The Australian High Commissioner to Vanuatu, Ms Jenny Da Rin also offered her congratulations, saying ‘the appointment of Ms Iarem into a leadership role within the NEOC sends a positive message to women and girls in Vanuatu and provides a strong role model for the younger generation of girls interested in a career in public service.’

For further information, please contact Mr Shadrack Welegtabit, NDMO Director on email This email address is being protected from spambots. You need JavaScript enabled to view it. or telephone 777 1926.

TC Donna Media Release



The Pacific Island region has always received overwhelming offers of support from its fellow islands and close neighbours when struck by disaster.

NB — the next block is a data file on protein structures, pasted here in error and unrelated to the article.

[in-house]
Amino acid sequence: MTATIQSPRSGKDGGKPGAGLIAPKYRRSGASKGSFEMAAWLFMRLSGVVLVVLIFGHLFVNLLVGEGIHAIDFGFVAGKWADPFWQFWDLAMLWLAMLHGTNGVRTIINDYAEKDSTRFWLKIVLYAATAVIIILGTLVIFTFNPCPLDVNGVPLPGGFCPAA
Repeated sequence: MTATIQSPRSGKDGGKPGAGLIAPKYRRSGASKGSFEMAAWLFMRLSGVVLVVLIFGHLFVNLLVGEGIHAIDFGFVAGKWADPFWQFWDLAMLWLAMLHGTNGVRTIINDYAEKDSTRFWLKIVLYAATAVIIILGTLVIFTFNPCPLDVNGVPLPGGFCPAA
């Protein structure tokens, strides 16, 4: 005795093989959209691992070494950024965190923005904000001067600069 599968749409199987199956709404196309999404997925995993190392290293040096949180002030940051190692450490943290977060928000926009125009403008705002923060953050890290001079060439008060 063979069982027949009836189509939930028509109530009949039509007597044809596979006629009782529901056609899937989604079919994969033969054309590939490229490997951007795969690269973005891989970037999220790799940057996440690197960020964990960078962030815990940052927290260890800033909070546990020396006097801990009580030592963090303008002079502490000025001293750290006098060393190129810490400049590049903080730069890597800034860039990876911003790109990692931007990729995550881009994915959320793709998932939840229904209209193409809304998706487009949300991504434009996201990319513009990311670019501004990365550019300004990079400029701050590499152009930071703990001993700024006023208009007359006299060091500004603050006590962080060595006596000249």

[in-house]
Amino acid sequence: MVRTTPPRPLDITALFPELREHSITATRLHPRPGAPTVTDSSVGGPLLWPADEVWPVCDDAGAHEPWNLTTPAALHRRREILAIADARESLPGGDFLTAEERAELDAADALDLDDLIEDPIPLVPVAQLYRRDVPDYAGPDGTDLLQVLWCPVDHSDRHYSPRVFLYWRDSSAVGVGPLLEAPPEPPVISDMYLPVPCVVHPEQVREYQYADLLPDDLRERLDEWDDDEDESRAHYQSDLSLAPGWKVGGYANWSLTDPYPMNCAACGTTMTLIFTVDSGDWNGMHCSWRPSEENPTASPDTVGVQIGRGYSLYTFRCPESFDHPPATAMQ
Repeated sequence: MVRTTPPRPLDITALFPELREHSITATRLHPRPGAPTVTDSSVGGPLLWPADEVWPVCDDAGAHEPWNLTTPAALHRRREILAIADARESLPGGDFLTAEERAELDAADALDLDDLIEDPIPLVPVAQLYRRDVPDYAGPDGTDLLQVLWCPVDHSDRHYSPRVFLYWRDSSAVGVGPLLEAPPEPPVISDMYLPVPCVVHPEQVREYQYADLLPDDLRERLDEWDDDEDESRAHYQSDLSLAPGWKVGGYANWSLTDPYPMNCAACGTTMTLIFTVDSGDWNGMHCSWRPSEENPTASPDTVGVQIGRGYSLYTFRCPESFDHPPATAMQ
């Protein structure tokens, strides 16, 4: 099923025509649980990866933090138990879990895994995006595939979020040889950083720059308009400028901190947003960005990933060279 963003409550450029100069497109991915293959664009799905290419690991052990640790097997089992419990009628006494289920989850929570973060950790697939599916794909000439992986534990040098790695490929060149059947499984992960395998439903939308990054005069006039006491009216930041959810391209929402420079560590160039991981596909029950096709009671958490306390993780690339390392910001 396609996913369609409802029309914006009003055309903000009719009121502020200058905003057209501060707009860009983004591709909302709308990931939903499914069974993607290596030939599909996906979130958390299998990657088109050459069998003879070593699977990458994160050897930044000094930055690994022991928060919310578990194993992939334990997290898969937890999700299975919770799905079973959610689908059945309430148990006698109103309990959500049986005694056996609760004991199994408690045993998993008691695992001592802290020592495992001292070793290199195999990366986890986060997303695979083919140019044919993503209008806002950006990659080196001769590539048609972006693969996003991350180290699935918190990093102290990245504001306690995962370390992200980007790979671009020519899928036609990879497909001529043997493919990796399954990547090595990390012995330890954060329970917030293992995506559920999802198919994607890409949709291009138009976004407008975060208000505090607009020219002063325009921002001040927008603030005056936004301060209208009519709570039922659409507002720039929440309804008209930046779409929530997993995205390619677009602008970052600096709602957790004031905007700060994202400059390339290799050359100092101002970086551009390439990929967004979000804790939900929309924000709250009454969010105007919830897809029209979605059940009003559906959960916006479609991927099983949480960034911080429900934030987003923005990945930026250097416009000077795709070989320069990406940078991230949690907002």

Donated items can be helpful, but the types of gifts, and the timing in which they are sent is important, or it can unintentionally harm humanitarian response in the early stages. Those wanting to show their support are strongly encouraged to make cash donations to agencies working locally in country. The Government of Vanuatu works with a range of partner agencies, please see a list here.

In the immediate time after a disaster, life saving relief items are the greatest priority. Agencies have stockpiles and identified suppliers at the ready, to purchase and transport these items to the affected communities. These are standardised so communities get consistent quality relief items as much as possible.